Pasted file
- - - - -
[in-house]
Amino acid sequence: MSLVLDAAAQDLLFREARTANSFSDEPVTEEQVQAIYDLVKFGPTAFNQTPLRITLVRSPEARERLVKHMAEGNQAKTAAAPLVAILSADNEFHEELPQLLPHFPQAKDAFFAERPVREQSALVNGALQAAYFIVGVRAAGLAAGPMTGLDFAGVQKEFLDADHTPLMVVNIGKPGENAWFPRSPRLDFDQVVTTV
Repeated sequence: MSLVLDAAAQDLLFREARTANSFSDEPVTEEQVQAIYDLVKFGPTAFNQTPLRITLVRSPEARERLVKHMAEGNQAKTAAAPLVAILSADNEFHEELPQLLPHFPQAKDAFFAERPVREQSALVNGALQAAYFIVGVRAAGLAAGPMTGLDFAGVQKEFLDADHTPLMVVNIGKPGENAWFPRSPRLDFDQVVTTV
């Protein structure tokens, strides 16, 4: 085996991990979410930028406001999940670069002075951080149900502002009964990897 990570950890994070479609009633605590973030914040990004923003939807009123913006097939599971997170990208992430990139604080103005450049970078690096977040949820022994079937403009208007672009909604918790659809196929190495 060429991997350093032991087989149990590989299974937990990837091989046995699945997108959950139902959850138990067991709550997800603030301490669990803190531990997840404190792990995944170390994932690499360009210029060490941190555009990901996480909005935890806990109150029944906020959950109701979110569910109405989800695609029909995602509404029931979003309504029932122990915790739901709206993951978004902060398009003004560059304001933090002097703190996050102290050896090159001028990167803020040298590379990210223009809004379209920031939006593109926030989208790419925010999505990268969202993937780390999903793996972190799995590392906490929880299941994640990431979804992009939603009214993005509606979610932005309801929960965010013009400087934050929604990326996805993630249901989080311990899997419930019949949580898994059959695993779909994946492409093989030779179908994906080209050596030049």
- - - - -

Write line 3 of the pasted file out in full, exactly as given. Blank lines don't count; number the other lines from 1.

Repeated sequence: MSLVLDAAAQDLLFREARTANSFSDEPVTEEQVQAIYDLVKFGPTAFNQTPLRITLVRSPEARERLVKHMAEGNQAKTAAAPLVAILSADNEFHEELPQLLPHFPQAKDAFFAERPVREQSALVNGALQAAYFIVGVRAAGLAAGPMTGLDFAGVQKEFLDADHTPLMVVNIGKPGENAWFPRSPRLDFDQVVTTV